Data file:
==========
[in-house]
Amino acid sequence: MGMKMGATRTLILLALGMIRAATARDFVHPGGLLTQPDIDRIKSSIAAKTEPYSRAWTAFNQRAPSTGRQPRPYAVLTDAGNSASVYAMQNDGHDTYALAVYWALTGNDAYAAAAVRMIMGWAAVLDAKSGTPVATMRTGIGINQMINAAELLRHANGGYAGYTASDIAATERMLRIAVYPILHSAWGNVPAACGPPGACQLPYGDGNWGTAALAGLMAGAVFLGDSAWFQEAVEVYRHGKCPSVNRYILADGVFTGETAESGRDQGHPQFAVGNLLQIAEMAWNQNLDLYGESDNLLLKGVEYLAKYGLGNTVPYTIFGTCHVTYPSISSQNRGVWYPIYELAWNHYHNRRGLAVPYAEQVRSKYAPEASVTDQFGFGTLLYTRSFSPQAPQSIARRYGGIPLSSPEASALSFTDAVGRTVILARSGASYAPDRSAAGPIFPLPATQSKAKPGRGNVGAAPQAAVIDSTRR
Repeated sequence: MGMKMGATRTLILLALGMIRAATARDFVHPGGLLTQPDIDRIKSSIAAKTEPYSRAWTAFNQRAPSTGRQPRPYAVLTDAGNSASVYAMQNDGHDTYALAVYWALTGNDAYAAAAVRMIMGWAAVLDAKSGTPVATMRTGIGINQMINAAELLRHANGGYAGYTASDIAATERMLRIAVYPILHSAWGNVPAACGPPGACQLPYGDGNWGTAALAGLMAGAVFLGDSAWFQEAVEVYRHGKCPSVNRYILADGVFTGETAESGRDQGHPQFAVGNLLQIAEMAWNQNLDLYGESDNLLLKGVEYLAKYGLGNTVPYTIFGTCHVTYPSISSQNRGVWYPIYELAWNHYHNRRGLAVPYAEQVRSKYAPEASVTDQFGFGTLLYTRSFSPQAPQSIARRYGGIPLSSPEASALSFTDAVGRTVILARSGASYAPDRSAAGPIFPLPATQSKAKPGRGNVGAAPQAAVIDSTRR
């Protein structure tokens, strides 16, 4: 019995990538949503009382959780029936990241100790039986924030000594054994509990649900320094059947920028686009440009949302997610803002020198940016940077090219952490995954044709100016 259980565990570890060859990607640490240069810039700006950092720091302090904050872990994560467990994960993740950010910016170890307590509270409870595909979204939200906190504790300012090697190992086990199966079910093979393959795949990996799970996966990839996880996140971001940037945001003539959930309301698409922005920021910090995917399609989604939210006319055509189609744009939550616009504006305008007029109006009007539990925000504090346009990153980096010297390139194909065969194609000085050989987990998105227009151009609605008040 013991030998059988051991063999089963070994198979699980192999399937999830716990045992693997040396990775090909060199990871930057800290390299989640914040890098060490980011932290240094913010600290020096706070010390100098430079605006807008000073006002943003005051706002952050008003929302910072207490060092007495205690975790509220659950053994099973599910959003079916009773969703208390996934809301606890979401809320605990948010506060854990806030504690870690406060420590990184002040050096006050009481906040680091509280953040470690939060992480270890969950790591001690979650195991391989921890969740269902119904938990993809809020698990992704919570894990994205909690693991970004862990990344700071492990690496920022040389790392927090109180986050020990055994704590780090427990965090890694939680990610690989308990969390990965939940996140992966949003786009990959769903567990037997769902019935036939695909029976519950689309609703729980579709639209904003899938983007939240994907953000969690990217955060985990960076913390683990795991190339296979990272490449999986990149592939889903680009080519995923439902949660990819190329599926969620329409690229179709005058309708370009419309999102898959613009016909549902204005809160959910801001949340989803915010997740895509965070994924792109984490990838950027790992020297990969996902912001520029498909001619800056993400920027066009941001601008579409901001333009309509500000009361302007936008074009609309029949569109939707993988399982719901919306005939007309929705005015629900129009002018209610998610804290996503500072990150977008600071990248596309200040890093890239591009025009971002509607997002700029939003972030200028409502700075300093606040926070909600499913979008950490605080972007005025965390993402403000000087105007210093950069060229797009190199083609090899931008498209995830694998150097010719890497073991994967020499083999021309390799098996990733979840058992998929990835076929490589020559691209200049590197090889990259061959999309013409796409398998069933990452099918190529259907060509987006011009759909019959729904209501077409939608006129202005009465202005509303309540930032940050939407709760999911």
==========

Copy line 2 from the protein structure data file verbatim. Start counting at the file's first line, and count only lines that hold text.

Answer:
Amino acid sequence: MGMKMGATRTLILLALGMIRAATARDFVHPGGLLTQPDIDRIKSSIAAKTEPYSRAWTAFNQRAPSTGRQPRPYAVLTDAGNSASVYAMQNDGHDTYALAVYWALTGNDAYAAAAVRMIMGWAAVLDAKSGTPVATMRTGIGINQMINAAELLRHANGGYAGYTASDIAATERMLRIAVYPILHSAWGNVPAACGPPGACQLPYGDGNWGTAALAGLMAGAVFLGDSAWFQEAVEVYRHGKCPSVNRYILADGVFTGETAESGRDQGHPQFAVGNLLQIAEMAWNQNLDLYGESDNLLLKGVEYLAKYGLGNTVPYTIFGTCHVTYPSISSQNRGVWYPIYELAWNHYHNRRGLAVPYAEQVRSKYAPEASVTDQFGFGTLLYTRSFSPQAPQSIARRYGGIPLSSPEASALSFTDAVGRTVILARSGASYAPDRSAAGPIFPLPATQSKAKPGRGNVGAAPQAAVIDSTRR